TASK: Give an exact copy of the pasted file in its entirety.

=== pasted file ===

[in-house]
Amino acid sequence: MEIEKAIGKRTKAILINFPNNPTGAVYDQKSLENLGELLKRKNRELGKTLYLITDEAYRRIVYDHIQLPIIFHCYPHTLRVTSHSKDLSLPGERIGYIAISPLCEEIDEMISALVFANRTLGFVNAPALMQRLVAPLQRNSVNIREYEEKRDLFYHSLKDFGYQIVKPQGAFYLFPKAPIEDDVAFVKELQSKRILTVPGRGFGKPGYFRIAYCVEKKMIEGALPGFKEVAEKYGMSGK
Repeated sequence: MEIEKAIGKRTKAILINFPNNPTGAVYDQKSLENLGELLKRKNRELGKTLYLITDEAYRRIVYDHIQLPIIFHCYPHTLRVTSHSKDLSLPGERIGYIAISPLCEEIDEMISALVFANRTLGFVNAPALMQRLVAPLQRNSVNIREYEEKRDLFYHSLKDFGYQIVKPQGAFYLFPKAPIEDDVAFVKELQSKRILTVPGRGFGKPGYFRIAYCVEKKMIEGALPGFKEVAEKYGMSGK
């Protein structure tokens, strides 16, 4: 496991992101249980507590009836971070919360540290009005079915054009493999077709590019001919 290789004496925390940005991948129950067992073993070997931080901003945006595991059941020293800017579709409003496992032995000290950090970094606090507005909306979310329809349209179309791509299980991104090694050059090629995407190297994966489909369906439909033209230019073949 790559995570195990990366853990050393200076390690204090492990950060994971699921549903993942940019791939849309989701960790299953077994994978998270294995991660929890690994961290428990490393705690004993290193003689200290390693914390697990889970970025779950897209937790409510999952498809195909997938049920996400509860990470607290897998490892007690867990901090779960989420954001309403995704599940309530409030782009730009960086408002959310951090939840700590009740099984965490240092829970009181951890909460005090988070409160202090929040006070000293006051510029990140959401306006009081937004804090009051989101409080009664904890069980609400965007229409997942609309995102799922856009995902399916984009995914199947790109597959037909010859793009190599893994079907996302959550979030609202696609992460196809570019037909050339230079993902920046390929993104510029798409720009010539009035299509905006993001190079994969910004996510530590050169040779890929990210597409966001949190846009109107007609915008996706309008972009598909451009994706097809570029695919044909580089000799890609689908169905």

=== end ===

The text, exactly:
[in-house]
Amino acid sequence: MEIEKAIGKRTKAILINFPNNPTGAVYDQKSLENLGELLKRKNRELGKTLYLITDEAYRRIVYDHIQLPIIFHCYPHTLRVTSHSKDLSLPGERIGYIAISPLCEEIDEMISALVFANRTLGFVNAPALMQRLVAPLQRNSVNIREYEEKRDLFYHSLKDFGYQIVKPQGAFYLFPKAPIEDDVAFVKELQSKRILTVPGRGFGKPGYFRIAYCVEKKMIEGALPGFKEVAEKYGMSGK
Repeated sequence: MEIEKAIGKRTKAILINFPNNPTGAVYDQKSLENLGELLKRKNRELGKTLYLITDEAYRRIVYDHIQLPIIFHCYPHTLRVTSHSKDLSLPGERIGYIAISPLCEEIDEMISALVFANRTLGFVNAPALMQRLVAPLQRNSVNIREYEEKRDLFYHSLKDFGYQIVKPQGAFYLFPKAPIEDDVAFVKELQSKRILTVPGRGFGKPGYFRIAYCVEKKMIEGALPGFKEVAEKYGMSGK
């Protein structure tokens, strides 16, 4: 496991992101249980507590009836971070919360540290009005079915054009493999077709590019001919 290789004496925390940005991948129950067992073993070997931080901003945006595991059941020293800017579709409003496992032995000290950090970094606090507005909306979310329809349209179309791509299980991104090694050059090629995407190297994966489909369906439909033209230019073949 790559995570195990990366853990050393200076390690204090492990950060994971699921549903993942940019791939849309989701960790299953077994994978998270294995991660929890690994961290428990490393705690004993290193003689200290390693914390697990889970970025779950897209937790409510999952498809195909997938049920996400509860990470607290897998490892007690867990901090779960989420954001309403995704599940309530409030782009730009960086408002959310951090939840700590009740099984965490240092829970009181951890909460005090988070409160202090929040006070000293006051510029990140959401306006009081937004804090009051989101409080009664904890069980609400965007229409997942609309995102799922856009995902399916984009995914199947790109597959037909010859793009190599893994079907996302959550979030609202696609992460196809570019037909050339230079993902920046390929993104510029798409720009010539009035299509905006993001190079994969910004996510530590050169040779890929990210597409966001949190846009109107007609915008996706309008972009598909451009994706097809570029695919044909580089000799890609689908169905």